The Continuum: What's the relationship between the main characters in the series like?

Capizzi: It was sort of a fine line that we had to ride. In the comic book, as we leave them in the last panel, Big Guy is sort of a reluctant partner to Rusty. And we wanted to keep some of that, but at the same time over the course of the number of episodes we are doing, we felt that would have gotten a little thin after a while.

Plus there was the issue of how do you maintain that without making Big Guy too mean spirited? So we opted to sort of slowly develop - and the series is not necessarily chronological and it certainly isn't serialized - from episode to episode you definitely see a growth. And about midpoint of season one, Big Guy finally turns and compliments Rusty for the first time, which is a mind-blower for Rusty. Later in the first 13, there's an episode where Duane Hunter - who is the pilot who operates the Big Guy - realizes that he owes his life to Rusty.

The irony of it is Rusty will ever know Duane is the pilot. We maintain a secrecy clause. There's an inner circle of individuals who know the truth behind Big Guy - that he's not really a robot, that he's a man inside of an exo-skeleton. We establish early on that if Rusty were ever to find that out, to discover the truth, that his emotion grid would crash.

The reason is that Rusty thinks Big Guy is the greatest and wants to 'grow up' and be just like him.

They have to protect Big Guy's secret from Rusty. Now, granted, that's another fine line to play because obviously if humans are in danger, if there's a world-threatening situation, Duane Hunter would have to make a choice and humanity must be saved and the aspect of keeping Rusty from knowing the truth would be less important in that situation.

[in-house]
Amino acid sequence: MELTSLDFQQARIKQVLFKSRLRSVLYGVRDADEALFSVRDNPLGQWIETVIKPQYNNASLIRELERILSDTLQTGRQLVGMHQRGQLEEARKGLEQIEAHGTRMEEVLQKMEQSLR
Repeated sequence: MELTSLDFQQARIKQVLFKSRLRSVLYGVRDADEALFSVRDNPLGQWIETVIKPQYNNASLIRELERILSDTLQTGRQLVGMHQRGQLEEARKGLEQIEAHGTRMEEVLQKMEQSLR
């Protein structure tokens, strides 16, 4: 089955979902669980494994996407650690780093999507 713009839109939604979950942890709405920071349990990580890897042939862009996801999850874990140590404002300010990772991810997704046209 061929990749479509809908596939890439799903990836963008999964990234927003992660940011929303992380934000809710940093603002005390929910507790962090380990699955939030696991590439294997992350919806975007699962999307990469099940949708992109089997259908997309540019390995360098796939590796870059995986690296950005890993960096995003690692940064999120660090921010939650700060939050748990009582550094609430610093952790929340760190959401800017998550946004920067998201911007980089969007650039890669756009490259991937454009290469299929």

So realizing it's a fine line, we tread that very delicately. There are situations where Duane does make a choice. There's a couple of times he's forced to eject from the suit, and he decides not to. He decides to risk it and follow through with the action for fear that Rusty would discover the truth and crash.

During the course of the series, Duane Hunter does come around to appreciate Rusty. And it's quite poignant, actually. It's not heavy-handed. We do it in small ways that nonetheless I think are very effective. The Continuum: Can you say more about the villains and other supporting characters in the series?

Capizzi: We have sort of a running villain in the series, an organization called the Legion Ex Machina. They provide the evil robot factor constant in the series. They're responsible for maybe a third to a half of the episodes. Generally, whenever we do evil robots, it's a Legion Ex Machina show.

Otherwise, it's mutants and aliens and other monsters. Some are created for the show and some are implied by the comics.